Gilvoro and I have two cats. I love them both, but I don’t play with them enough. Luckily, with cats, little toy mice and such often take care of things. I think that when you adopt a pet that isn’t caged all day, it makes things easier. They initiate interactions on their own with you and it’s harder to “forget” to play fetch or go on a walk.

I LOVE teaching, too. It’s part of why I’m taking my new job (lab coordinator and teaching assistant). Have you ever heard or microteaching and/or video asessments? I suggest those if you want to pinpoint ways to improve while in front of the class. Also, in my experience, preparing good lectures isn’t as important as preparing good alternatives to lectures. The problem, of course, is that interactive activities are much harder and more time consuming to design. The up-side is that they usually learn the material better.

ShortSpeedFreak - December 10th, 2005 at 8:29 am

If I were to villainize groups for propogating overly exaggerated sexual features, the video game industry would be near the bottom. A lot of the major x-rated magazines have been known to use computers now days to mix and match their centerfold models, so they aren’t really one model but a combination of several. This allows them to get physically impossible combonations. Also, with digital photography editing tools at the state they are, I wouldn’t be at all surprised if they moved to a model but computer augmented them while doing computer airbrushing. But nudey mags are such and obvious target, and the people who buy them really aren’t looking for realistic women in there, they are looking for the unobtainable, and the mags are trying to make a profit by have the “best” unobtainable. How about something more insidious.

Go to your local supermarket and look at the magazines at the checkout counter. Or watch TV, or any movie cast with real people. How about going to your local mall and taking a look in the clothing stores. I could go on and on. But there’s something important that I’m getting to with these examples:

All of the images that are portrayed as the generic human (male or female) by these institutions are pictures of actual humans who happen to be, quite honestly, mutant freaks of nature that no average human can obtain. I’m could care less about computer games using the Barbie model for human portrayal because we don’t associate rigid plastic or computers nearly as much as we do actual, or what appear to be actual, pictures of real humans (mutants).

Cancer is a hard thing to go through. My Aunt Gretchen had ovarian cancer and had to have a hysterectomy to save her life. Currently my Grandpa Reisig is dealing with, what started as a rare form of lung cancer, but has now spread to his kidneys and who know where else. We are making great leaps and bounds towards fighting cancer. Some lung cancers can now be treated with a simple pill that has a rather impressive success rate. Other interesting treatments in the pipeline include microscopic balls of gold with little receptors that are specially designed to attach to a persons specific cancer, but not to their healthy cells, and then using a laser or sonic device that is set up to be at one of the harmonics of the gold ball to excite it, heat it up and destroy what it’s attached to (the cancer), while doing little damage to the surrounding tissue.

With some of these biochips coming out, we could be up for some really cool new treatments.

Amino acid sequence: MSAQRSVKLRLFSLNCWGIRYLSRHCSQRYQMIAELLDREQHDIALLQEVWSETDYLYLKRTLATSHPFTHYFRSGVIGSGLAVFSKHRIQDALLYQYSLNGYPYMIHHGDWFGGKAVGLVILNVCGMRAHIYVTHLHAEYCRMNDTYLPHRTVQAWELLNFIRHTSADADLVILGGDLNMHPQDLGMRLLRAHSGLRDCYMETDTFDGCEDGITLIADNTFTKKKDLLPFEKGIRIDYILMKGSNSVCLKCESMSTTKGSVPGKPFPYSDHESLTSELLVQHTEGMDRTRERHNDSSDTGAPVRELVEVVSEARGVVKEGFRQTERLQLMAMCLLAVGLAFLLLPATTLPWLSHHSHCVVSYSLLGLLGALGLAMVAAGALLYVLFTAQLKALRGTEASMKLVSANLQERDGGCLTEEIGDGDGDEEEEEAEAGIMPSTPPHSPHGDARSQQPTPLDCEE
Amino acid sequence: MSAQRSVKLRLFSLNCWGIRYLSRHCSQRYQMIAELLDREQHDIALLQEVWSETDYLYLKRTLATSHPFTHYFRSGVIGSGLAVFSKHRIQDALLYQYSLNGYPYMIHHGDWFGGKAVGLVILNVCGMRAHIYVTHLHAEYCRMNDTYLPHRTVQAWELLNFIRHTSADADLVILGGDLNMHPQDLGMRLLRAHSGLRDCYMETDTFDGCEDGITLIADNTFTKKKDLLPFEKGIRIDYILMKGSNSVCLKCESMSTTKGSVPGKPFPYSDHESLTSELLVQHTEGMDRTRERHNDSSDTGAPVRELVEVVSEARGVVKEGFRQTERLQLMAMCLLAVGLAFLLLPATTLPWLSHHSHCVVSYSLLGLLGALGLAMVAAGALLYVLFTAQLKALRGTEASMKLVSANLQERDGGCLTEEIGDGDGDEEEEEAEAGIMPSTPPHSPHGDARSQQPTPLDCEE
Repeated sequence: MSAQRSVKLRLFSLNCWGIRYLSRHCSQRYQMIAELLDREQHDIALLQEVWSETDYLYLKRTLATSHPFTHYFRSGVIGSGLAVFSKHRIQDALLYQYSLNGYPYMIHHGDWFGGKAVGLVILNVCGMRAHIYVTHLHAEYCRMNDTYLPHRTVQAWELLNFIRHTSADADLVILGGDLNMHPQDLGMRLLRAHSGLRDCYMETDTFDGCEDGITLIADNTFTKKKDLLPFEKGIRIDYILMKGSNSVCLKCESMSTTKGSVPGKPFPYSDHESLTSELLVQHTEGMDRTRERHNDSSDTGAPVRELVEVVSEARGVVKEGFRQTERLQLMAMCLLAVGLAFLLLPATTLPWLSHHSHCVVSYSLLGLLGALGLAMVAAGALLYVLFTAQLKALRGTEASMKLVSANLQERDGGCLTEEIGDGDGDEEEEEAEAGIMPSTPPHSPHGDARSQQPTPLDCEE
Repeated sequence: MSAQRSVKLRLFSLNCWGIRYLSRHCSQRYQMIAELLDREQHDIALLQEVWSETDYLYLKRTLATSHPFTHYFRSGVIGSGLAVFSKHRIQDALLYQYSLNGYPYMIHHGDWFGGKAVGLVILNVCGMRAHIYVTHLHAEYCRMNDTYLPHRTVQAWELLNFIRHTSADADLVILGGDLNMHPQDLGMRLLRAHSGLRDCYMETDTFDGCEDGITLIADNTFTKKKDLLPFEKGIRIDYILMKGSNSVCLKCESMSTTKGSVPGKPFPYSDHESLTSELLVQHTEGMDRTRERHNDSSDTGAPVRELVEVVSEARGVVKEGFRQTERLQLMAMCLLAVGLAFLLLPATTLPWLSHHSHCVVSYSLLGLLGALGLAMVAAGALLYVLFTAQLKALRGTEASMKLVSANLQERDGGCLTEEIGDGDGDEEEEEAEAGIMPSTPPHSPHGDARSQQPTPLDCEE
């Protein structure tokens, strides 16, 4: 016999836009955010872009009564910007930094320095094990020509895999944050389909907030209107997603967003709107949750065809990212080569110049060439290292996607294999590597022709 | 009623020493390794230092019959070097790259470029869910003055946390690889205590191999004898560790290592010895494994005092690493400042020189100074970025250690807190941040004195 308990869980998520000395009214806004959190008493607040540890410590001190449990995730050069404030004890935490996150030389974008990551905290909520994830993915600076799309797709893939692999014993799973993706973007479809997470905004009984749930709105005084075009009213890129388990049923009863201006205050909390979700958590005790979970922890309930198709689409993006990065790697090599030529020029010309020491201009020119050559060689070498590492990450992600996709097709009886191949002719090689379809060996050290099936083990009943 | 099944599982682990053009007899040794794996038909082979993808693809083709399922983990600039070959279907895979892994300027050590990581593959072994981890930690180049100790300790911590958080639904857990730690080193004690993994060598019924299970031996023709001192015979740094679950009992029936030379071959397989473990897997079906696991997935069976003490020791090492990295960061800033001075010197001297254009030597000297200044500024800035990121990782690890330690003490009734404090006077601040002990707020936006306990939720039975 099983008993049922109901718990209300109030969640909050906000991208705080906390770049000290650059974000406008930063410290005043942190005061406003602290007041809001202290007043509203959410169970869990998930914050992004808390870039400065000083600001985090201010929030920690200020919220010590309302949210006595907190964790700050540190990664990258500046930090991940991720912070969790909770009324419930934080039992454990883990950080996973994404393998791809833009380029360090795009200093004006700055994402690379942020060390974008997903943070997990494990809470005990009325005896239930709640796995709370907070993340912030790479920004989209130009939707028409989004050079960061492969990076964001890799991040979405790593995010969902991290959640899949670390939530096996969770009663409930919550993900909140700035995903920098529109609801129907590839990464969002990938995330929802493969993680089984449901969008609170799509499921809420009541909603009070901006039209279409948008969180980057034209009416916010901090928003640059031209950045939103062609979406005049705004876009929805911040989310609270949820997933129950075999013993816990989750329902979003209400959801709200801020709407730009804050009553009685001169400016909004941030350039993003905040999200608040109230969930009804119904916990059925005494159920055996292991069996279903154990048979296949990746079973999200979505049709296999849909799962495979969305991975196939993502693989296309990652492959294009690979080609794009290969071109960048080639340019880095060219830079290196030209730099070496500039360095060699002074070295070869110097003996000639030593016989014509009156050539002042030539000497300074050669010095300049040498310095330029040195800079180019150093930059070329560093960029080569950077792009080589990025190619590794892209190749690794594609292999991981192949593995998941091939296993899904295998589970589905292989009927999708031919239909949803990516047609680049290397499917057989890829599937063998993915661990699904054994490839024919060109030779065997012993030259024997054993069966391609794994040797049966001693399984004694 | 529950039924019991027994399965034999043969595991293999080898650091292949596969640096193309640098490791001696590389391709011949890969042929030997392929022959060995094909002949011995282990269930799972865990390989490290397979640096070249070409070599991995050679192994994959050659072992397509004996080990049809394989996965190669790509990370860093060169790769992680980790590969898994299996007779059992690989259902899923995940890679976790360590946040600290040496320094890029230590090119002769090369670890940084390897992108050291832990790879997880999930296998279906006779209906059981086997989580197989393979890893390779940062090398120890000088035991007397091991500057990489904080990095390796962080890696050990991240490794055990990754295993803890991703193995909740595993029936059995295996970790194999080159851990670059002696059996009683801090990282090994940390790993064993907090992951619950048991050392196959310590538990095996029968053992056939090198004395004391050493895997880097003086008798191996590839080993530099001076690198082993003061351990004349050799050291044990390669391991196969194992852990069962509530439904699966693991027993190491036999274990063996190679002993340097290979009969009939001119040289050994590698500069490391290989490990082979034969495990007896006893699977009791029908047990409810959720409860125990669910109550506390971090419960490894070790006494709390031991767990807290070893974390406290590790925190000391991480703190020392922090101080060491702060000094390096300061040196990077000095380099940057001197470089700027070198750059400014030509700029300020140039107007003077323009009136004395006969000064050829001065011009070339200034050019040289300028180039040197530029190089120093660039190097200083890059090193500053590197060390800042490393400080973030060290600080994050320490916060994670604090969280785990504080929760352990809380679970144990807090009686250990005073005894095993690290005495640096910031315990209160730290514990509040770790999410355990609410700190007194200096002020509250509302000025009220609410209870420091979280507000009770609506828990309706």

stephen - December 10th, 2005 at 8:08 pm

And as usual I’ve forgotten my login and can’t direct this to its proper Linkdumpy home.
But an interesting idea and site:
http://postsecret.blogspot.com/

Fleepy - December 12th, 2005 at 1:38 pm

Female form conversation:
Well since the only video game I’ve ever played is SmashBrothers’, I have to admit that I don’t think Kirby is the ideal of any human form (except perhaps that of a midwesterner…) But maybe Kirby isn’t female. That’s a pretty masculine brick he/she/it turns into ๐Ÿ˜‰

Along the lines of Stephen’s post, I have to share an incident I overheard in a store a few weeks ago (I think it was The Gap). The sales clerk was extolling the virtues of this “new cut” to a customer. Saying how revolutionary it was. Apparently, this new cut of pants (the “curvy” fit), is smaller around the waist then the hips. Well, DUH! Revolutionary??!! Isn’t it one of those defining characteristics that women have smaller waists than hips? And we’re only NOW designing pants that take that into account?

My point is that most pants out on the market (in today’s fashion at least) are designed to make the hips look slimer and are a “boy-cut”. Sorry, if most women fit into an actual “boy-cut” pant, the fashion industry would crash.

Okay, so I’m bitter becuase I hate shopping, esp for pants ๐Ÿ˜›

Cancer:
I (thankfully) have had few run-ins with cancer. My grandmother is currently being treated for colon cancer and it’s amazing what modern medicine has done. We initially thought she would only have another 3 or 4 months, that this would be her last Christmas, but instead she’s doing well enough to terrorize the family in her usual way! And I heard on NPR that the same drug she is getting for her cancer may actually help with my grandfather’s macular degeneration!

That’s about all I can contribute on the cancer side…I’m an IN-GIN-NEER, not a biologist. Ask me about fatigue cracking though, and I’ll put you to sleep!

Pets:
Ah, pets…umm, can I plead the 5th? My cat is a spoiled little rotten furball. But he’s cute and soft and fuzzy and so huggable, I just want to hug him and squeeze him (he squeaks!) and love him!

Perhaps my middle initial actually stands for Elmira?

My cat and I deserve each other.

Mallorn - December 12th, 2005 at 8:46 pm